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Matern Child Nutr. 2014 Jul;10(3):383-97. doi: 10.1111/j.1740-8709.2012.00422.x. Epub 2012 Jun 19.

Heightened attention to supplementation is needed to improve the vitamin D status of breastfeeding mothers and infants when sunshine exposure is restricted.

Author information

1
Global Health Center, Cincinnati Children's Hospital Medical Center, Cincinnati, Ohio, USA Division of Biostatistics and Epidemiology, Cincinnati Children's Hospital Medical Center, Cincinnati, Ohio, USA The Perinatal Institute's Center for Interdisciplinary Research in Human Milk and Lactation, Cincinnati Children's Hospital Medical Center, Cincinnati, Ohio, USA Division of Hepatology, Gastroenterology and Nutrition, Cincinnati Children's Hospital Medical Center, Cincinnati, Ohio, USA.

Abstract

Although exclusively breastfed infants are at increased risk of vitamin D (vit D) deficiency if vit D supplementation is lacking and sun exposure is limited, assessment of both risk factors in the first year of life is lacking. We evaluated the contribution of vit D intake and sunlight exposure to vit D status in 120 healthy, breastfeeding mother-infant dyads, who were followed up for 1 year. Vitamin D intake and skin sunlight exposure were evaluated using questionnaires. Serum 25-hydroxyvitamin D, parathyroid hormone (PTH) and alkaline phosphatase levels were determined post-natally in mothers at 4 weeks and in infants at 4, 26 and 52 weeks. Vitamin D supplementation was low (<20%) and sunlight exposure was common (93%) in study infants. At 4 weeks, 17% of mothers were vit D deficient (<50 nmol L(-1)) and 49% were insufficient (50-<75 nmol L(-1)), while 18% of infants were severely vit D deficient (<25 nmol L(-1)) and 77% were deficient (<50 nmol L(-1)). At 26 weeks, winter/spring birth season and shorter duration of months of exclusive breastfeeding were protective of vit D deficiency in infants. Vitamin D deficiency in infants decreased to 12% at 52 weeks with sunlight exposure. Serum PTH levels were significantly higher in severely vit D deficient than sufficient infants. Vitamin D deficiency was widespread in early post-partum breastfeeding mothers and infants, and declined to one in eight infants at 52 weeks due mostly to sunshine exposure. When sunlight exposure is limited or restricted, intensified vit D supplementation of breastfeeding mothers and infants is needed to improve vit D status.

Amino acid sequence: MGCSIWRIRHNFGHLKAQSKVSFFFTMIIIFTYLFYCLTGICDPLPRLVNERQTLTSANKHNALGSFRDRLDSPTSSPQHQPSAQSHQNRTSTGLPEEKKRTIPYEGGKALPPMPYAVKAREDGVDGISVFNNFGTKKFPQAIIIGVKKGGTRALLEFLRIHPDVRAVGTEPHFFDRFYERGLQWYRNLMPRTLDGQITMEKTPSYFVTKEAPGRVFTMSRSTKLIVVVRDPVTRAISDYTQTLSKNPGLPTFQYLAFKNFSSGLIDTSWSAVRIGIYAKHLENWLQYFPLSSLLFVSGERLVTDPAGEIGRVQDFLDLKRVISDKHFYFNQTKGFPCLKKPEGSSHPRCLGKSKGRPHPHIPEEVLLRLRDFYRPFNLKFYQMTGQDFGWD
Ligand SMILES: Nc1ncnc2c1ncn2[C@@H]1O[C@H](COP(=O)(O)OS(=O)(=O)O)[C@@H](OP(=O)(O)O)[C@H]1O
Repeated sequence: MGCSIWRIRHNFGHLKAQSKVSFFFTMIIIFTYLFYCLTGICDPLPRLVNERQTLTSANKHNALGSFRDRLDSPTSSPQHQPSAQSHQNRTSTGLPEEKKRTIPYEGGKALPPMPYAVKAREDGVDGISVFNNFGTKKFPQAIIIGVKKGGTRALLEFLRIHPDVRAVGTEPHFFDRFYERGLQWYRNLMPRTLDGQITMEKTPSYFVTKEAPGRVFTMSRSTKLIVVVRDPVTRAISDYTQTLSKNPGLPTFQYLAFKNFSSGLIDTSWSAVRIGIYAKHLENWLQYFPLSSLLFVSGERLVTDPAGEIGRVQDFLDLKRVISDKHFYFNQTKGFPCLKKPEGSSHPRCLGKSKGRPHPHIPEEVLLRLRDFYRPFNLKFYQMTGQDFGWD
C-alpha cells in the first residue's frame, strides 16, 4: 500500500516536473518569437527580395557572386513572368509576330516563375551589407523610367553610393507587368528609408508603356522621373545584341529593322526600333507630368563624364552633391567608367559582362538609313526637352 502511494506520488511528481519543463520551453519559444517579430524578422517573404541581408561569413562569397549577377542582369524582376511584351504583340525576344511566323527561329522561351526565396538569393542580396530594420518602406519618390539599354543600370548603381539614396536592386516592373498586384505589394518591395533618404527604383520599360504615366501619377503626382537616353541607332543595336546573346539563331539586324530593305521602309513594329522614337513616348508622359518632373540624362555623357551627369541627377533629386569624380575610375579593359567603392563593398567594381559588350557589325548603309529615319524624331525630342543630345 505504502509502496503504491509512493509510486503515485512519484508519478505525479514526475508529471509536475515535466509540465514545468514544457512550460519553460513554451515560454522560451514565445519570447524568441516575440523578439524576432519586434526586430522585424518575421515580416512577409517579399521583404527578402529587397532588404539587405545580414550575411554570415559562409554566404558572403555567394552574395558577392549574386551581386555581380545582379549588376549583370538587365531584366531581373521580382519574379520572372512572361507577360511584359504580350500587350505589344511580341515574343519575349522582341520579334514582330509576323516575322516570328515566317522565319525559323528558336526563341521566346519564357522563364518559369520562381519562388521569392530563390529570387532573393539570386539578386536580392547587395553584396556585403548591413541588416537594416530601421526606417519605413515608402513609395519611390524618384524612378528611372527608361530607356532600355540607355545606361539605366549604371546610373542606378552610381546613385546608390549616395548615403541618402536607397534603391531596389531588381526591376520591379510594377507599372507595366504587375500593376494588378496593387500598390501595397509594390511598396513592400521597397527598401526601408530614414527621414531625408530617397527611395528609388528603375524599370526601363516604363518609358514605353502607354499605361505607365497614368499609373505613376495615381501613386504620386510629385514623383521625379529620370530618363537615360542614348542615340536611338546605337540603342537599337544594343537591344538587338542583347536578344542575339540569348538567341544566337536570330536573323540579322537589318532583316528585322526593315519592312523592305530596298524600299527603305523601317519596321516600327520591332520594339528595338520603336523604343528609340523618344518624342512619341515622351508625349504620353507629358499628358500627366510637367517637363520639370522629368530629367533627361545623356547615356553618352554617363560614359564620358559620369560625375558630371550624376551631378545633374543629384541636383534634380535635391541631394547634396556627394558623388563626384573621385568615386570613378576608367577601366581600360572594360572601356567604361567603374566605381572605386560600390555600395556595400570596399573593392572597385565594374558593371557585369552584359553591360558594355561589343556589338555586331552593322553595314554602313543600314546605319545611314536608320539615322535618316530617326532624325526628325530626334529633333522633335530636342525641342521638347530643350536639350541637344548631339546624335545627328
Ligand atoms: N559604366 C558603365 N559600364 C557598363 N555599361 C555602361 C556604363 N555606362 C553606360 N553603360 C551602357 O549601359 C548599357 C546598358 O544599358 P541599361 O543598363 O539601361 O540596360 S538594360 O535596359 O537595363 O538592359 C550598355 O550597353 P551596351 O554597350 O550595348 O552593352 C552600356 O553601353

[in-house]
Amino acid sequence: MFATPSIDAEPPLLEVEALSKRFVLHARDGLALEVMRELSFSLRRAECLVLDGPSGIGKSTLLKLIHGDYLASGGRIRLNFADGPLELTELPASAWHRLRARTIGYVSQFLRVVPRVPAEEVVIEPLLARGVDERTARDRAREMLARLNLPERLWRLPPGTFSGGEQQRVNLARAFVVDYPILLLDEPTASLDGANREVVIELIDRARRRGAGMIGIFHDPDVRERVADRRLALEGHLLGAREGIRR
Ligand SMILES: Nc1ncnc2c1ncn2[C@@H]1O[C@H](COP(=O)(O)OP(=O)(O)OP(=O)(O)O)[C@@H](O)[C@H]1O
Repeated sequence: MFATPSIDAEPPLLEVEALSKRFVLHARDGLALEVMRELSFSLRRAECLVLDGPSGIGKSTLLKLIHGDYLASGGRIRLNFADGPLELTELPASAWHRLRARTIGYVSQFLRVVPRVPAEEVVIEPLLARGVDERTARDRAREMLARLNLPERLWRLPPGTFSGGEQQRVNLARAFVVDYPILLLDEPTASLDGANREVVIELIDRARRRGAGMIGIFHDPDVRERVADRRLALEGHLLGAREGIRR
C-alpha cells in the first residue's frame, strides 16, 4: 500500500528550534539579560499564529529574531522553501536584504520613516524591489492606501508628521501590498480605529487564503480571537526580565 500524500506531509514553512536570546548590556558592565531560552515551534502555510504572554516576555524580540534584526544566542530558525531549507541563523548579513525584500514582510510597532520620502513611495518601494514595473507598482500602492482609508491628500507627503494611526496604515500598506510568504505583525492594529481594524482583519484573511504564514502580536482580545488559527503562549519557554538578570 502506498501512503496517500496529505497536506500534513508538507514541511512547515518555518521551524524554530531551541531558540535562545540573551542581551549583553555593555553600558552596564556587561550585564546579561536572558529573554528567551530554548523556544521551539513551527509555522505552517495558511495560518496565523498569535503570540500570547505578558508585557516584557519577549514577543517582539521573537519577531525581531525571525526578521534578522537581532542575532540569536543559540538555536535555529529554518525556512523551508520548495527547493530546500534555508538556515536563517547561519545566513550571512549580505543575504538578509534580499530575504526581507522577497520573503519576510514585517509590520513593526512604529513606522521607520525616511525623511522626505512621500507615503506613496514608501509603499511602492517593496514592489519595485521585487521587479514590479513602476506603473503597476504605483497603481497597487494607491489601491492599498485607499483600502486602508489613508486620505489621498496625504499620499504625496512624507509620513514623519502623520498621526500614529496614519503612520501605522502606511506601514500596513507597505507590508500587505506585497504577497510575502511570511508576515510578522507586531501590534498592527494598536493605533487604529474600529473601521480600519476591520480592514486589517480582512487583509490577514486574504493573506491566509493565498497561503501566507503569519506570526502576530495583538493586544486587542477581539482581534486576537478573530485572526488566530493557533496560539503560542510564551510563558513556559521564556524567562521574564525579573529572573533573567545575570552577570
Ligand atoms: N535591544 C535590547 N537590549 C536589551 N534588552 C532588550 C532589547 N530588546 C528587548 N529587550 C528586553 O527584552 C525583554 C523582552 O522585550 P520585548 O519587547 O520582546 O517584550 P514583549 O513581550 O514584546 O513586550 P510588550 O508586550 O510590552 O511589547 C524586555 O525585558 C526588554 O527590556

KEYWORDS:

breastfeeding; infants; mothers; sunlight exposure; vitamin D deficiency

PMID:
22708508
PMCID:
PMC3461108
DOI:
10.1111/j.1740-8709.2012.00422.x
[Indexed for MEDLINE]
Free PMC Article

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